Wednesday, April 23, 2008
Given the advantage of the passage of time, historians will surely note that one of the less appreciated long-term effects of the Greenspan term at the Fed was the impact on the American culture. Few are able or willing to make this association today (and certainly no one can prove it) but a link certainly exists, at least to some extent.
Things are now changing rather dramatically (and certainly for the better), but up until the housing boom went bust a year or two ago, we were a nation overflowing with leveraged speculators and everyone seemed OK with that whole idea.
Why not? What's wrong with everyone getting rich?
You'll probably never read in the history books that European Central Bank President Jean-Claude Trichet "looked the other way" or was somehow negligent in his duties when he mumbled about something (e.g., "froth") when maybe he should have used his bully pulpit or regulatory power to discourage bad behavior (e.g., poor lending practices) that would surely, in the long-run, end badly (e.g., the bursting of the largest asset bubble in the history of mankind).
But in America, it was clearly different.
So when you read a comment like the one made by Robert Shiller the other day, you have to wonder if it was a throw-away line or if there was a darker meaning intended, more than what most people would ever read into it.
When talking about the current "housing slump" (aren't we beyond that sort of characterization yet?) Dr. Shiller noted that there's a good chance home prices will fall more than the 30 percent decline experienced during the Great Depression.
Then he commented:
Basically we’re in uncharted territory. It seems we have developed a speculative culture about housing that never existed on a national basis before.You could have said the same thing about stocks in 2001.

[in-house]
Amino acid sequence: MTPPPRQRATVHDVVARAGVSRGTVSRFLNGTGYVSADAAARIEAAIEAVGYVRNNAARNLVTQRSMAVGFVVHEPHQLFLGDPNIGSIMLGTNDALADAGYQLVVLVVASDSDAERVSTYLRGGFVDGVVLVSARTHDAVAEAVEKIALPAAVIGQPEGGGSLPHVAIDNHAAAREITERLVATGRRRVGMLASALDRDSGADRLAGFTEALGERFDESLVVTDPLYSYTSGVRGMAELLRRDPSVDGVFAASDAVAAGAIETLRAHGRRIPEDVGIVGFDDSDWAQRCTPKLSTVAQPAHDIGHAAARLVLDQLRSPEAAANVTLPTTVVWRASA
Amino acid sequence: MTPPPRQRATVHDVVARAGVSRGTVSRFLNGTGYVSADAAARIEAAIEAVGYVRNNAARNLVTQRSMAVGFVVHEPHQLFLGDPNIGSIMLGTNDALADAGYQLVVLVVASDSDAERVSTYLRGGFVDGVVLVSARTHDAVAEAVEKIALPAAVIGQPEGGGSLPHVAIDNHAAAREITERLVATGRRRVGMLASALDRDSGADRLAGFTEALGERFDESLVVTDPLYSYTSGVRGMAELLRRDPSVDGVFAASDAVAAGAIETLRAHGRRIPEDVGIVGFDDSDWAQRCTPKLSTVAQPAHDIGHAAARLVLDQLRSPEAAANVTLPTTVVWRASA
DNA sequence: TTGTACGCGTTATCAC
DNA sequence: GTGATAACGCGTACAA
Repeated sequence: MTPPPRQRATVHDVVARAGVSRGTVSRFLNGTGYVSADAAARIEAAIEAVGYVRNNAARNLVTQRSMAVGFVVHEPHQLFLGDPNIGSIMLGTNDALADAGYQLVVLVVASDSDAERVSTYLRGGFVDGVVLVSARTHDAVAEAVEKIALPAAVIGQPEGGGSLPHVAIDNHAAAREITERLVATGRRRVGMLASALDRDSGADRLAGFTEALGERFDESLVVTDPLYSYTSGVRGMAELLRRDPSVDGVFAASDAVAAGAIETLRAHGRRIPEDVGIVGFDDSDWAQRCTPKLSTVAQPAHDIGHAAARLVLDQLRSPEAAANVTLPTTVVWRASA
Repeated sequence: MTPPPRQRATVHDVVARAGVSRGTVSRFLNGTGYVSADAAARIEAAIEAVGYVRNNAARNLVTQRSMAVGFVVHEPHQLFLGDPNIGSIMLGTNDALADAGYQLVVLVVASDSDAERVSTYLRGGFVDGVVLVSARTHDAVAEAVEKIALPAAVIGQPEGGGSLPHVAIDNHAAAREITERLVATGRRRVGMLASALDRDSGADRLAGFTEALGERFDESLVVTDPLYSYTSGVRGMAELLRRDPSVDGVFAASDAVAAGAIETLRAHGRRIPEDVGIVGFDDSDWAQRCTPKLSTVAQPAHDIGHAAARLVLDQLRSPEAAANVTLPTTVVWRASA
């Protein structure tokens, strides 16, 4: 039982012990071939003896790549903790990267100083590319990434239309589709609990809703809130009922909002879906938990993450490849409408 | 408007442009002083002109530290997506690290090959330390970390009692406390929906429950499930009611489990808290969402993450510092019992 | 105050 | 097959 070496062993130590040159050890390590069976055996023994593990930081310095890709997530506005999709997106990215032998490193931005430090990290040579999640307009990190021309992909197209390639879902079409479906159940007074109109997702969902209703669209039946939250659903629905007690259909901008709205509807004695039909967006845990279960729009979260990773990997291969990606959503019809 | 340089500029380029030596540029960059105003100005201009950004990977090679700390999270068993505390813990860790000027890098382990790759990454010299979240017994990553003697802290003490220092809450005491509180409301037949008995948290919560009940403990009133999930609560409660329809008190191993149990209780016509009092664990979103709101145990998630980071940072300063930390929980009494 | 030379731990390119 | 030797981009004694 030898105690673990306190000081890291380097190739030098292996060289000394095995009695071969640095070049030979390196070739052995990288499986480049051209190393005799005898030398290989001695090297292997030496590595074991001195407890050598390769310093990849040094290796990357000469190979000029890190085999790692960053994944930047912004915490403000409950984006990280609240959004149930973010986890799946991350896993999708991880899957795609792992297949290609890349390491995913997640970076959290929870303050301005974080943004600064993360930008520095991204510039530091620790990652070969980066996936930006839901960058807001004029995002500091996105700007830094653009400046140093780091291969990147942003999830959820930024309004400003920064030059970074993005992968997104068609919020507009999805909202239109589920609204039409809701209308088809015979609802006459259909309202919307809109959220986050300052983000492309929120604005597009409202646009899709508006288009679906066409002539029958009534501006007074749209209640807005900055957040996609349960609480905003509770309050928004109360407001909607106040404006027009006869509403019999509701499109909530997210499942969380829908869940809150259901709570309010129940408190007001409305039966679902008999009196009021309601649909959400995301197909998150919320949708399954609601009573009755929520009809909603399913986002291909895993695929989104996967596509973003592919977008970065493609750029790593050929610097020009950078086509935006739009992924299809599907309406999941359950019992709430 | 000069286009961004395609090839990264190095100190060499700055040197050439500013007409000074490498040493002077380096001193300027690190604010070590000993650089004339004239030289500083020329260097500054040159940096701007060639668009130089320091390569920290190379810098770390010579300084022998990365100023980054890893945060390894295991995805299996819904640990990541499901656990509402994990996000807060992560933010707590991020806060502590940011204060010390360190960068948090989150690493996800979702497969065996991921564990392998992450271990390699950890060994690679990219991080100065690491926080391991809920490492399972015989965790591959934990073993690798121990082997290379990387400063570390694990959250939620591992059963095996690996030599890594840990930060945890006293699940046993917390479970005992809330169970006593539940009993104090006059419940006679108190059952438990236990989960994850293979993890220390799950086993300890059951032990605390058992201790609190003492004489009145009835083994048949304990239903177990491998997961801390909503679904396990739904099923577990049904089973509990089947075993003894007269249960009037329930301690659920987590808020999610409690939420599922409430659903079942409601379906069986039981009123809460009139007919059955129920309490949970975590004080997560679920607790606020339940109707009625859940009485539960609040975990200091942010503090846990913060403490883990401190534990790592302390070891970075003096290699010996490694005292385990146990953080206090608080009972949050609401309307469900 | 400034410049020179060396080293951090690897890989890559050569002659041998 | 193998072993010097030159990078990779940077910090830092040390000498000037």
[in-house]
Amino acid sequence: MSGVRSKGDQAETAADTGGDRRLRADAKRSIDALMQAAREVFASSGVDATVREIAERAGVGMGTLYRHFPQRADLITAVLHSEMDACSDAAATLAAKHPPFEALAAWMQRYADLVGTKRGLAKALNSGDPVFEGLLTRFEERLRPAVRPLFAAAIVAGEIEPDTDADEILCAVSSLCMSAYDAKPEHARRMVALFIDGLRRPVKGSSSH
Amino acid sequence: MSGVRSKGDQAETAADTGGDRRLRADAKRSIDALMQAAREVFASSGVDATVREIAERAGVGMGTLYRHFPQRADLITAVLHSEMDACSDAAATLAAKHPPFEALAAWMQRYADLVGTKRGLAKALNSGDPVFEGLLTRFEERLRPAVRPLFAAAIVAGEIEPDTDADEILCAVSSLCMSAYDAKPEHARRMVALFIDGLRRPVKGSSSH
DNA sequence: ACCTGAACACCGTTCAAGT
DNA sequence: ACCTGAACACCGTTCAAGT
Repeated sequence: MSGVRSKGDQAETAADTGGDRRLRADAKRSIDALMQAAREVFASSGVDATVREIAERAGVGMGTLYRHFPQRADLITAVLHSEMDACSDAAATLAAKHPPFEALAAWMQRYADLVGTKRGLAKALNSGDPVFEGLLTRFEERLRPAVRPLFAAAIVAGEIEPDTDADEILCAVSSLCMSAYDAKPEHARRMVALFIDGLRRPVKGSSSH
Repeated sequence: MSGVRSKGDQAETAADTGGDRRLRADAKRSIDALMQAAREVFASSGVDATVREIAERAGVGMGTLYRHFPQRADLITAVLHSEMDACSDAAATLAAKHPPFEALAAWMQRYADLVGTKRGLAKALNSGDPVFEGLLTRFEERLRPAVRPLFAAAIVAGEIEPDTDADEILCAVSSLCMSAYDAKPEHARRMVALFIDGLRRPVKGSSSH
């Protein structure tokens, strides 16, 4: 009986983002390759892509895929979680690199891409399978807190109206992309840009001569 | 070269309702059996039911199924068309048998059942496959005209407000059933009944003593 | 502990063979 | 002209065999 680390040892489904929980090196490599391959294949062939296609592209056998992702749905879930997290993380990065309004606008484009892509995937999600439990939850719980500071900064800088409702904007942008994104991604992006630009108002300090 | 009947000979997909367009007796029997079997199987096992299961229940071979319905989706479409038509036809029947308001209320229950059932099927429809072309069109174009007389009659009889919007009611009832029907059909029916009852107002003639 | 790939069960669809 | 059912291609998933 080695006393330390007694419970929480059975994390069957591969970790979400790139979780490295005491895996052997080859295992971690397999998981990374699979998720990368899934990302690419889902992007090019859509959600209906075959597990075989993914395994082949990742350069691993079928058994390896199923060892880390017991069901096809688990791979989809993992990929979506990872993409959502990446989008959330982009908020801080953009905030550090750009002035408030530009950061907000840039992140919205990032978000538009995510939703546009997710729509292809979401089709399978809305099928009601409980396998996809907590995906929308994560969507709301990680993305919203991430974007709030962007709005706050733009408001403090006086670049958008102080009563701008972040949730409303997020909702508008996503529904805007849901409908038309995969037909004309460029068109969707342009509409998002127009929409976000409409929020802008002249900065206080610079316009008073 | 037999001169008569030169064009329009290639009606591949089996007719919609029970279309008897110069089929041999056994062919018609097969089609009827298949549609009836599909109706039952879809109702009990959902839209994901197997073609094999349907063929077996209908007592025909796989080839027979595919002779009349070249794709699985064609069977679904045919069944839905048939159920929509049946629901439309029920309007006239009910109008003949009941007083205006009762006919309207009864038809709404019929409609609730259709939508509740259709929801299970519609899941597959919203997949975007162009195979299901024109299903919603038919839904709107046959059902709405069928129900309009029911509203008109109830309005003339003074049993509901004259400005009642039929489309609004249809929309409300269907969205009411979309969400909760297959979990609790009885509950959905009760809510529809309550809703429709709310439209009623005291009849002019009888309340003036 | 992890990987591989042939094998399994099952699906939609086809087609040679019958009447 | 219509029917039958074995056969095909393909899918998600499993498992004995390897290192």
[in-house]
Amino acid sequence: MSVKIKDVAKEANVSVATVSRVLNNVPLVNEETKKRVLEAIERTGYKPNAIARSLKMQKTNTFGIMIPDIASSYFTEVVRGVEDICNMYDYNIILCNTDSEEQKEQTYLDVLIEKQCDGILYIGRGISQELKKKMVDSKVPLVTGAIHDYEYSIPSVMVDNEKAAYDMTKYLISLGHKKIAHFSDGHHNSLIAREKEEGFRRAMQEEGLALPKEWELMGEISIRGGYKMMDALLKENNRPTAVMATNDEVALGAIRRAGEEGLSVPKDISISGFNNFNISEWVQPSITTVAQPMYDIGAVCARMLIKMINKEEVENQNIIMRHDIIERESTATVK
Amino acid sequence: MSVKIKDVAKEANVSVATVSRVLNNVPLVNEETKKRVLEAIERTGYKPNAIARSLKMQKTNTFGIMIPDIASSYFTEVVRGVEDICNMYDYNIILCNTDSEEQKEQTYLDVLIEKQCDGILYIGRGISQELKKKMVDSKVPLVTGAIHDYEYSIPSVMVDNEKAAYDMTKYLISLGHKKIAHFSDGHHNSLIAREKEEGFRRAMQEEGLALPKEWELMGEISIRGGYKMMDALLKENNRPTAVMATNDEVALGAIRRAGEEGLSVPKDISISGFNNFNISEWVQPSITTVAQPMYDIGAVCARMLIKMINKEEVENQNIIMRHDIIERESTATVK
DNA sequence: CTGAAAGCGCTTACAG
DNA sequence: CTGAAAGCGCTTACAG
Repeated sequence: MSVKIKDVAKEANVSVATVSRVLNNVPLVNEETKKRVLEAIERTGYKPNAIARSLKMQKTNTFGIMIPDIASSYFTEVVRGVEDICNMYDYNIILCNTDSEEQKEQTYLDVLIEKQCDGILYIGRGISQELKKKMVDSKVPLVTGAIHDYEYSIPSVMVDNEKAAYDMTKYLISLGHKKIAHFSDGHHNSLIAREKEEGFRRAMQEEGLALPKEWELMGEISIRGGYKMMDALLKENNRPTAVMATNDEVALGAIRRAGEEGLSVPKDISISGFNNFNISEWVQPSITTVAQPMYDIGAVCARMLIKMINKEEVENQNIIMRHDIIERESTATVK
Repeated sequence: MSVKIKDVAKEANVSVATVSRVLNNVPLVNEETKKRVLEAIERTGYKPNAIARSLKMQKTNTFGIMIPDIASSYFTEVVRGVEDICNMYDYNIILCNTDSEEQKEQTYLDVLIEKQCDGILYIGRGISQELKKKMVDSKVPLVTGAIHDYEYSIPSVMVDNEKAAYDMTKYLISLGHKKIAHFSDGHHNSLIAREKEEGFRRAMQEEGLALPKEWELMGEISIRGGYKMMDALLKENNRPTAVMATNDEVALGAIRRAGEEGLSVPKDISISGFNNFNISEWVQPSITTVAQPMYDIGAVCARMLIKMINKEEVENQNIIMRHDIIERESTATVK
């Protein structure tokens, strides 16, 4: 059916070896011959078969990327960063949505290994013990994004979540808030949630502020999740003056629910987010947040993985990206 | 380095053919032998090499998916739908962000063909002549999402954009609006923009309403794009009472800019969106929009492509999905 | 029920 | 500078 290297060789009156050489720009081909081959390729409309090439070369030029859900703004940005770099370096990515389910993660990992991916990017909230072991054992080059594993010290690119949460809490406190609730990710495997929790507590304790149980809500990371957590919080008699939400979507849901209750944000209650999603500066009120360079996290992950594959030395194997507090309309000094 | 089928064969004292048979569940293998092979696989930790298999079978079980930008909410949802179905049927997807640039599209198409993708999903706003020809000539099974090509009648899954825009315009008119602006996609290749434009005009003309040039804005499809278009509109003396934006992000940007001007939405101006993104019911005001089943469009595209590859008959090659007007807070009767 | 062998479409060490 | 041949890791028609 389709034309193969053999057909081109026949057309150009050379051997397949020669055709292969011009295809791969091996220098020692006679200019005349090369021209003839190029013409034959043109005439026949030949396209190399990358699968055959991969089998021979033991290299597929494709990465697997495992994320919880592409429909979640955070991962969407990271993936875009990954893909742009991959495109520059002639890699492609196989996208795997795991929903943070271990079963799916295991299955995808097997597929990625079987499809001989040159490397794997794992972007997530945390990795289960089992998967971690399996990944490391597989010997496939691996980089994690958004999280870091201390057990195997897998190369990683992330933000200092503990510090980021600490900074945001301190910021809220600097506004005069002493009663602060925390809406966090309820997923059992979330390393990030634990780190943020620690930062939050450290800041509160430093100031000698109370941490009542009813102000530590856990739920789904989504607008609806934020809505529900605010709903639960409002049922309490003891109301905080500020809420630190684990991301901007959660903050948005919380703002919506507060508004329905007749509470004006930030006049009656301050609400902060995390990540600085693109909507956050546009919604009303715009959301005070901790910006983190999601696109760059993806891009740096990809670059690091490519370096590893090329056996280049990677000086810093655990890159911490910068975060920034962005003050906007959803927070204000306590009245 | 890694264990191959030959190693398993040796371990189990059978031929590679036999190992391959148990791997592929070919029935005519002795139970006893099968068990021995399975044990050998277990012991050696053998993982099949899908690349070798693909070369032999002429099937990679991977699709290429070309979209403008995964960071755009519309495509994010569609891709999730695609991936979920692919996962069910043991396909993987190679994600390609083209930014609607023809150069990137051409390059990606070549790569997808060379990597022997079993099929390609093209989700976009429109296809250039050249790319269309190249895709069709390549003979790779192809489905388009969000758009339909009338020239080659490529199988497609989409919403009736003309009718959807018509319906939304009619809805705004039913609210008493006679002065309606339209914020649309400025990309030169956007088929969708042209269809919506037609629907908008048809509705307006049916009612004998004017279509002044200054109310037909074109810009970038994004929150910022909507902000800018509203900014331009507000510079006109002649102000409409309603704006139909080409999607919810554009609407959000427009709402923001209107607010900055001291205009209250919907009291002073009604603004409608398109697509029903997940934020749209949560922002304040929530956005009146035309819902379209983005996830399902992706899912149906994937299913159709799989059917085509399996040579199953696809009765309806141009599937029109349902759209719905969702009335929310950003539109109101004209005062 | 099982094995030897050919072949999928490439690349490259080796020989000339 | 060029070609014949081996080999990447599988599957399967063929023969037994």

Equities, however, weren't quite inclusive enough. After the turn of the century, those who didn't know the difference between Cisco Systems and Pets.com seemed more than willing to take the plunge on something they did understand - real estate.
This sort of thing doesn't just happen by itself. It takes an entire society changing the way they think to get an asset bubble as big as the one we had in real estate.
Real estate was (and always should be) a place to live - not an ATM machine or a retirement plan. If you work hard enough, you should be able to make a living buying houses and fixing them up or if you have good connections in the local community and plenty of "positive mental attitude", it's reasonable to expect that you could make a decent living as a realtor.
You have to wonder where we go from here now that the culture has been completely transformed - everyone expects another bubble.